Hillsborough — vindication in the face of class hatred

In 1989, 96 fans of Liverpool FC were crushed to death in a disaster at the Hillsborough Football Stadium in Sheffield.

Neglect of stadium conditions, lack of concern for the welfare of working-class football fans and — specifically — woeful dereliction of duty by South Yorkshire Police on the day all led directly to one of the world's worst football tragedies.

However, the police sought to blame the fans themselves — and were infamously backed by outrageous coverage in Rupert Murdoch's Sun tabloid. The Sun published slanderous lies about alleged misbehaviour by fans, including looting the dead and assaulting police who were seeking to assist the injured. It sparked a huge boycott of the paper in Liverpool, which still has a strong impact 27 years on.

This victim blaming has now entirely unravelled. In a landmark ruling on April 26, a jury in an inquest into the disaster found the 96 fans were “unlawfully killed”. Former South Yorkshire Police commander Chief Superintendant David Duckenfield was ruled to be "responsible for manslaughter by gross negligence" due to a breach of his duty of care. British Prime Minister David Cameron said the ruling was “official confirmation” the fans were “utterly blameless”.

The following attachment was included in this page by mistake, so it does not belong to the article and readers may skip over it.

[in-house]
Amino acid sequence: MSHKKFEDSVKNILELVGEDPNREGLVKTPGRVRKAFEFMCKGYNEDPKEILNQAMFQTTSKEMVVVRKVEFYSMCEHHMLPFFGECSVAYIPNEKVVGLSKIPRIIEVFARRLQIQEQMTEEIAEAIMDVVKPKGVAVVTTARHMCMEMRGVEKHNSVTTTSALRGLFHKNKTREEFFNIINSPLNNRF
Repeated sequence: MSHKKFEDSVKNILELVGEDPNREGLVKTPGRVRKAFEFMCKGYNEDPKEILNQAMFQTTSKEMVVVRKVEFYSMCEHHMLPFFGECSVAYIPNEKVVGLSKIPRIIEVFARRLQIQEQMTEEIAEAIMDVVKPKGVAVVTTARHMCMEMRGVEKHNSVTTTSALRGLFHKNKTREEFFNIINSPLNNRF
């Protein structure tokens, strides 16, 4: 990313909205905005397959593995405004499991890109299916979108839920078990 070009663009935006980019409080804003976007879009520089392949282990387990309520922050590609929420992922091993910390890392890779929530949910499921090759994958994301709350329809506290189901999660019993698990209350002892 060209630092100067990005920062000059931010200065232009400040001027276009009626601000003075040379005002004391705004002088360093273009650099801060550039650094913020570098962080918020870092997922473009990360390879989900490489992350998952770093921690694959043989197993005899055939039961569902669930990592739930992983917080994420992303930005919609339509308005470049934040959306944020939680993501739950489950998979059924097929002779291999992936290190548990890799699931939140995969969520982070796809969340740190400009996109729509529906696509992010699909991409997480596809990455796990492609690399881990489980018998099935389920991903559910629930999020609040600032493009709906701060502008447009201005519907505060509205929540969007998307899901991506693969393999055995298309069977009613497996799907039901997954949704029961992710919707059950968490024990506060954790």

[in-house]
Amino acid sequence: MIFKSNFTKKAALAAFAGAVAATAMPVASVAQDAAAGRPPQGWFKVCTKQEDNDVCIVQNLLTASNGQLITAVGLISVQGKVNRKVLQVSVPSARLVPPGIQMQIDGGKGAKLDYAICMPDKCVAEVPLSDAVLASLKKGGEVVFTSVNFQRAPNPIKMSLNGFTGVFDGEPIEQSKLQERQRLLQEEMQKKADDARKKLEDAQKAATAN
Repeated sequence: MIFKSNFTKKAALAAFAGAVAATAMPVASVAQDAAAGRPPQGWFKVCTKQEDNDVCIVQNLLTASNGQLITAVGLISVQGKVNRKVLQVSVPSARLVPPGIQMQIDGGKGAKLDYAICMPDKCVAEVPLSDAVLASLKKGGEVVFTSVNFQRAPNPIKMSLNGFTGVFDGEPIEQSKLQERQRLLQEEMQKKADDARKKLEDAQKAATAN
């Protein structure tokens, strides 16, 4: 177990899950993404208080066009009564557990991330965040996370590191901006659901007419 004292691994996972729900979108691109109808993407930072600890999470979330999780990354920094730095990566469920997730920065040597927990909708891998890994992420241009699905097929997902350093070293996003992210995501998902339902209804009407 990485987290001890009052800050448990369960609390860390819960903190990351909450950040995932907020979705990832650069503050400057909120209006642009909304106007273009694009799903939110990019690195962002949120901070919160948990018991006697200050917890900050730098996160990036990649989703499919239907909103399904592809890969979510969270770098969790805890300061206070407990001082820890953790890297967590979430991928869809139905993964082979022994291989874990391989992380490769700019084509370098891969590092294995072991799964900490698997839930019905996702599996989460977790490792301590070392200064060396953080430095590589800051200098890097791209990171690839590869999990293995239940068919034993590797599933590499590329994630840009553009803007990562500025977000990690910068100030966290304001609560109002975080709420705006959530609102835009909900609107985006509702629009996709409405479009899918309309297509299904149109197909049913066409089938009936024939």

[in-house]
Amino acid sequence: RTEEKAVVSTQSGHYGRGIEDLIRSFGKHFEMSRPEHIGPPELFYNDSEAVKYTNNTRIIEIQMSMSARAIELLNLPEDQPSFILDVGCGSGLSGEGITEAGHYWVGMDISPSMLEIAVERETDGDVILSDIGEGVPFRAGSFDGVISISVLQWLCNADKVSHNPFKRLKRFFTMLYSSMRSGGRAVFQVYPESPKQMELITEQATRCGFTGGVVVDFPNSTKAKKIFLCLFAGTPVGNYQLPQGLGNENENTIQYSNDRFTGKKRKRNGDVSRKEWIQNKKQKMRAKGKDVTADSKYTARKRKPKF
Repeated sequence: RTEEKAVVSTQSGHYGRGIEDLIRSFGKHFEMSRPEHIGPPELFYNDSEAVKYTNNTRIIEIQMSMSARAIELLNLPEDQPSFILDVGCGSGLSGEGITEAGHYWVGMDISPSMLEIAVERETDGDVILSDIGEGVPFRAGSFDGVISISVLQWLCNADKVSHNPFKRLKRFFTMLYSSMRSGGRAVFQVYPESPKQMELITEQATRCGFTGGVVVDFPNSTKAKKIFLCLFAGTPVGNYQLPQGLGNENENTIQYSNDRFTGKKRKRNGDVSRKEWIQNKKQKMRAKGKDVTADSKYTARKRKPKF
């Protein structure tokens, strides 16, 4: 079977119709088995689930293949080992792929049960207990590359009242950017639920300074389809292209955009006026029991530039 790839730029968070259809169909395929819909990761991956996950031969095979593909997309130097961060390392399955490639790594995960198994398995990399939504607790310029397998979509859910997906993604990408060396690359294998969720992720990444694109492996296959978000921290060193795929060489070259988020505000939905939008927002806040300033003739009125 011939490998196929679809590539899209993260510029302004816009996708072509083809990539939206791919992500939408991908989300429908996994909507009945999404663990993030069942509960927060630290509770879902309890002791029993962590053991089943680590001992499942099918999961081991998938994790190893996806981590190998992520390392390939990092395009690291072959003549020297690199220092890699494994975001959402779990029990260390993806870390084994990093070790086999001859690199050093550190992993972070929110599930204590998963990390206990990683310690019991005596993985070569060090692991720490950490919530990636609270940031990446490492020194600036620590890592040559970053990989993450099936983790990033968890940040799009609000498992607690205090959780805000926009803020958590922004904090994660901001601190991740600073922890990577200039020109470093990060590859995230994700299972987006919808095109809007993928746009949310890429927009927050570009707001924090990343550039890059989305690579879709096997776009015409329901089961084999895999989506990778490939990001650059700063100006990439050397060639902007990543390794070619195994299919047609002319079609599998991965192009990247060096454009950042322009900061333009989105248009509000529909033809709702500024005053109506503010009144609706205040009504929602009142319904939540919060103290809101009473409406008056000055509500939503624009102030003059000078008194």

Below is an article by John Wight reposted from the Morning Star on the inquest ruling and the establishment campaign against the victims.

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The victory of the Hillsborough families in their long struggle for justice was won against an establishment that viewed them and their loved ones as nothing more than scum and which, make no mistake, continues to do so today. Harsh words, perhaps, but true nonetheless.

For at the very core of this scandal is the issue of class and the legacy of then-prime minister Margaret Thatcher. Throughout the 1980s, her government waged war against working-class people and communities, and sought to destroy the bonds of solidarity that provided them with their strength and pride in who they were.

Along with the miners' strike of 1984-85, Hillsborough stands as an indictment of Thatcher's legacy and a Tory establishment — New Labour included — that regards working people and their lives as eminently dispensable.

Into this mix belongs the now discredited South Yorkshire Police, whose leading officers in the wake of the disaster engaged in a conspiracy to distort and cover up the evidence to deflect responsibility onto the supporters.

And then we have The Sun, owned by the execrable Rupert Murdoch, a man whose role in disfiguring British society these past three decades, via his newspaper empire, should never be forgotten or forgiven.

Kelvin MacKenzie, the man responsible for that infamous Sun front page defaming those who died and their fellow supporters, should be made to crawl at the feet of the families today.

There are no words available to express the enormity of the scandal of Hillsborough. It was an entirely avoidable and man-made disaster that occurred at a time when football had become one of the last repositories of working-class identity.